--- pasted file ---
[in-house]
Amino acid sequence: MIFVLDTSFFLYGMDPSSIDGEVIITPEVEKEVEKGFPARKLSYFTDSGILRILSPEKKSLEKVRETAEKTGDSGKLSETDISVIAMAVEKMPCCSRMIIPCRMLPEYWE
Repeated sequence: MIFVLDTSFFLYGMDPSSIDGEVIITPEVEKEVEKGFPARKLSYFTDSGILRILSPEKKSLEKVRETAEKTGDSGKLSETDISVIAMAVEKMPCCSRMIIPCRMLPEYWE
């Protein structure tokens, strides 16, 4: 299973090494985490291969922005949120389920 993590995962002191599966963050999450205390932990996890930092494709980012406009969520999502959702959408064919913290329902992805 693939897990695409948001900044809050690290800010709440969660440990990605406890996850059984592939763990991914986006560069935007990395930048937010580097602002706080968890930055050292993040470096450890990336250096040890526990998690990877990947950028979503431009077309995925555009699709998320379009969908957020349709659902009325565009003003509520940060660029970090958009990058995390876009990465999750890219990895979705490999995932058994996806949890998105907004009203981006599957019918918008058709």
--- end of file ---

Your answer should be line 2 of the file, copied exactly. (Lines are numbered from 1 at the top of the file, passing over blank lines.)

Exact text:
Amino acid sequence: MIFVLDTSFFLYGMDPSSIDGEVIITPEVEKEVEKGFPARKLSYFTDSGILRILSPEKKSLEKVRETAEKTGDSGKLSETDISVIAMAVEKMPCCSRMIIPCRMLPEYWE